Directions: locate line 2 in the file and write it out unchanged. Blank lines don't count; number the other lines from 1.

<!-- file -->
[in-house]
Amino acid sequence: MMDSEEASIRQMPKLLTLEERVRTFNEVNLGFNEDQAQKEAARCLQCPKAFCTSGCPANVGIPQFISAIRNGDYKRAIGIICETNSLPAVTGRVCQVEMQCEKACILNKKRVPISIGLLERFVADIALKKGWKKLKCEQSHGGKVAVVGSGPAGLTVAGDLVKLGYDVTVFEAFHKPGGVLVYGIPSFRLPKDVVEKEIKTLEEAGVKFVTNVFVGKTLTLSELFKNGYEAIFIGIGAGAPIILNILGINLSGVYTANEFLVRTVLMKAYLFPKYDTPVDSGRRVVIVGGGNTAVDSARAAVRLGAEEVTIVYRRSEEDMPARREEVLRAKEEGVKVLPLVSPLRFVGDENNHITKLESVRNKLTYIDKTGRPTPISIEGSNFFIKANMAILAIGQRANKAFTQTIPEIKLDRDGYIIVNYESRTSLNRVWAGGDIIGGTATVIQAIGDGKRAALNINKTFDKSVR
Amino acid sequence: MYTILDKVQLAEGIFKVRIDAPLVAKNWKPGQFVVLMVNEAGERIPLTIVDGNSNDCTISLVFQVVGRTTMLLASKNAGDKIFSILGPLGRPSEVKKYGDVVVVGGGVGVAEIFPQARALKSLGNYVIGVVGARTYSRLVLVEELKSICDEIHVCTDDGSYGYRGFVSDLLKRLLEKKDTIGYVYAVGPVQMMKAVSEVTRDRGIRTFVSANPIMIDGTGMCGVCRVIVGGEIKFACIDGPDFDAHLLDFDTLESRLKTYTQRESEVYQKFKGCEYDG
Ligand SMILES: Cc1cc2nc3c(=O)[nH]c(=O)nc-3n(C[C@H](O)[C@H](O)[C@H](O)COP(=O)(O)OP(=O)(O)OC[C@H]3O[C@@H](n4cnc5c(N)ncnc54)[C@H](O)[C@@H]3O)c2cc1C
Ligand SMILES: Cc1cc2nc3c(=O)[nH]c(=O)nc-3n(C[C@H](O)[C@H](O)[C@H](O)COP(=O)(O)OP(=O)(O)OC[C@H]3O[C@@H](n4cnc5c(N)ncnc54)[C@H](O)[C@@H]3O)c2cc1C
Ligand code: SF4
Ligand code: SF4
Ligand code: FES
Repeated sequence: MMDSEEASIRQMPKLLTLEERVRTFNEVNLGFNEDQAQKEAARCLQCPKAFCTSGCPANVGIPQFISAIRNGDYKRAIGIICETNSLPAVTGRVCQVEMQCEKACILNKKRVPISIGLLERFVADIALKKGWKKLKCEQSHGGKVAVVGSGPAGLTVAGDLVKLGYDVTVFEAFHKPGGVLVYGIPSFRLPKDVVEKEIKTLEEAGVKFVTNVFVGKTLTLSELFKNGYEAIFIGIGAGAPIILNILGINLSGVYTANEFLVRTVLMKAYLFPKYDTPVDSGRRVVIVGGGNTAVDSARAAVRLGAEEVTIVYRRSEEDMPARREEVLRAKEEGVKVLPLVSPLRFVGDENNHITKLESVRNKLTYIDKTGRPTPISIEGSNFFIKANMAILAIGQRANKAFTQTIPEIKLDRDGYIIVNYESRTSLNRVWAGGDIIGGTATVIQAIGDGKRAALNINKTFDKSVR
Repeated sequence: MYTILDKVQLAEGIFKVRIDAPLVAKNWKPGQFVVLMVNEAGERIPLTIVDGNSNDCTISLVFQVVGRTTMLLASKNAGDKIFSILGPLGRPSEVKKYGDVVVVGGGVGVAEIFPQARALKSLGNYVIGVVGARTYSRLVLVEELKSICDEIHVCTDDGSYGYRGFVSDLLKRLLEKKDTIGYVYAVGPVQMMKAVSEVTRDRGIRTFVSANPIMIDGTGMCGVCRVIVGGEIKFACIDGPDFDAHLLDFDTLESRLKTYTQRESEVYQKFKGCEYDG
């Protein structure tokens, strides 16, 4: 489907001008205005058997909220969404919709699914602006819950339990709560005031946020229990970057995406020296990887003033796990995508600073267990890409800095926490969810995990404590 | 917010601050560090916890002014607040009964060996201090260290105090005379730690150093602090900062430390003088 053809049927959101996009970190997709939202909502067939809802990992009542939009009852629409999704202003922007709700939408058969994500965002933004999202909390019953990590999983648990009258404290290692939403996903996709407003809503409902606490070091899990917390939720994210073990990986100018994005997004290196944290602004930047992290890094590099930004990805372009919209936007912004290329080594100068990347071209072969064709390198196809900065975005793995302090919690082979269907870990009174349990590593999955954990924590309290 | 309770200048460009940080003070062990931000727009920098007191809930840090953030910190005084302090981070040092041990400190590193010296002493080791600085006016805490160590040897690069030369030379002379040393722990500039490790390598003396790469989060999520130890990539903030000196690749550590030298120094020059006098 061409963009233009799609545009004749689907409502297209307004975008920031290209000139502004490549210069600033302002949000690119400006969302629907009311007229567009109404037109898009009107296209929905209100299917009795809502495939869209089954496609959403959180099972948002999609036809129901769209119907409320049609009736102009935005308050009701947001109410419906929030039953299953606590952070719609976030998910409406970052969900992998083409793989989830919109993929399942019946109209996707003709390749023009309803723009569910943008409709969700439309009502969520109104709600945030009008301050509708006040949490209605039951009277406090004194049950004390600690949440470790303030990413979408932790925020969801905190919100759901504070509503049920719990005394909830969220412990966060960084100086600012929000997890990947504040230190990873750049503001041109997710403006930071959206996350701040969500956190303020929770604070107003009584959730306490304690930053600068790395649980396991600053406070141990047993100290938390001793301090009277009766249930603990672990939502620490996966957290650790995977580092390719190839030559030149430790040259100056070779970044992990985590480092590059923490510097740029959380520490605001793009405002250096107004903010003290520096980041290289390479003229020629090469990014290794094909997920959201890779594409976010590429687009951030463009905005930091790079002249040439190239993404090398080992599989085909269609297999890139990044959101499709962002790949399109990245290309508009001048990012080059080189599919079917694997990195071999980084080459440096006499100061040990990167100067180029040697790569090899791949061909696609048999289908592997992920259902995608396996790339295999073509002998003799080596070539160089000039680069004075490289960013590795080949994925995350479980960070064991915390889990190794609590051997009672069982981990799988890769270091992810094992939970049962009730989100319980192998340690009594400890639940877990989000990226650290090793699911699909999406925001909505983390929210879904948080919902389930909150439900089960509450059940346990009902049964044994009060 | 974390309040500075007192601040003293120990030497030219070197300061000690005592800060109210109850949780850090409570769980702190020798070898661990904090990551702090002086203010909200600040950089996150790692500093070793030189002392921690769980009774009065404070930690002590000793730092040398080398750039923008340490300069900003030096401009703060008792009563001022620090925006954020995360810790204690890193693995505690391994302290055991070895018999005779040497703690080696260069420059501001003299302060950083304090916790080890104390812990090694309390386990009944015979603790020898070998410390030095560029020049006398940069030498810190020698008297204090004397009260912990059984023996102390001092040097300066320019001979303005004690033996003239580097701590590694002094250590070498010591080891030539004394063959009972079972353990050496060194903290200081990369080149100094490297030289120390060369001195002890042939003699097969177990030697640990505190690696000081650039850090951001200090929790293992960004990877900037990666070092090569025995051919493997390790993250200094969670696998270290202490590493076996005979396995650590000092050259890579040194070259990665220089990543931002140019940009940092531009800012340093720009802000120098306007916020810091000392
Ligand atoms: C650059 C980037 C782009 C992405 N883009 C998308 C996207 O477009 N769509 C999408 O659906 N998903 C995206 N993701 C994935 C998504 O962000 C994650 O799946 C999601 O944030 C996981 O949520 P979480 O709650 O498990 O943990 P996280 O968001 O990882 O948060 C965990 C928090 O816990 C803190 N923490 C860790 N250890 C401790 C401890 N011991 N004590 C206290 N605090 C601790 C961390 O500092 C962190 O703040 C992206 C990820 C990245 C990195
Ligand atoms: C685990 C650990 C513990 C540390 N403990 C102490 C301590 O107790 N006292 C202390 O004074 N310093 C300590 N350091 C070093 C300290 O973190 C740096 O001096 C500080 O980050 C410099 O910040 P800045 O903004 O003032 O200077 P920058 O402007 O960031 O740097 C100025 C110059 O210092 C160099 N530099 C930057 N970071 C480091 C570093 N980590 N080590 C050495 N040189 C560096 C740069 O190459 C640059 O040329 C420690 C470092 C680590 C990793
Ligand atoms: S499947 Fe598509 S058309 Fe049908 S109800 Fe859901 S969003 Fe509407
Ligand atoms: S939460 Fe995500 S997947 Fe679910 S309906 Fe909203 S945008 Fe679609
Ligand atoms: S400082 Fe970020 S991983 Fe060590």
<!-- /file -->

Amino acid sequence: MMDSEEASIRQMPKLLTLEERVRTFNEVNLGFNEDQAQKEAARCLQCPKAFCTSGCPANVGIPQFISAIRNGDYKRAIGIICETNSLPAVTGRVCQVEMQCEKACILNKKRVPISIGLLERFVADIALKKGWKKLKCEQSHGGKVAVVGSGPAGLTVAGDLVKLGYDVTVFEAFHKPGGVLVYGIPSFRLPKDVVEKEIKTLEEAGVKFVTNVFVGKTLTLSELFKNGYEAIFIGIGAGAPIILNILGINLSGVYTANEFLVRTVLMKAYLFPKYDTPVDSGRRVVIVGGGNTAVDSARAAVRLGAEEVTIVYRRSEEDMPARREEVLRAKEEGVKVLPLVSPLRFVGDENNHITKLESVRNKLTYIDKTGRPTPISIEGSNFFIKANMAILAIGQRANKAFTQTIPEIKLDRDGYIIVNYESRTSLNRVWAGGDIIGGTATVIQAIGDGKRAALNINKTFDKSVR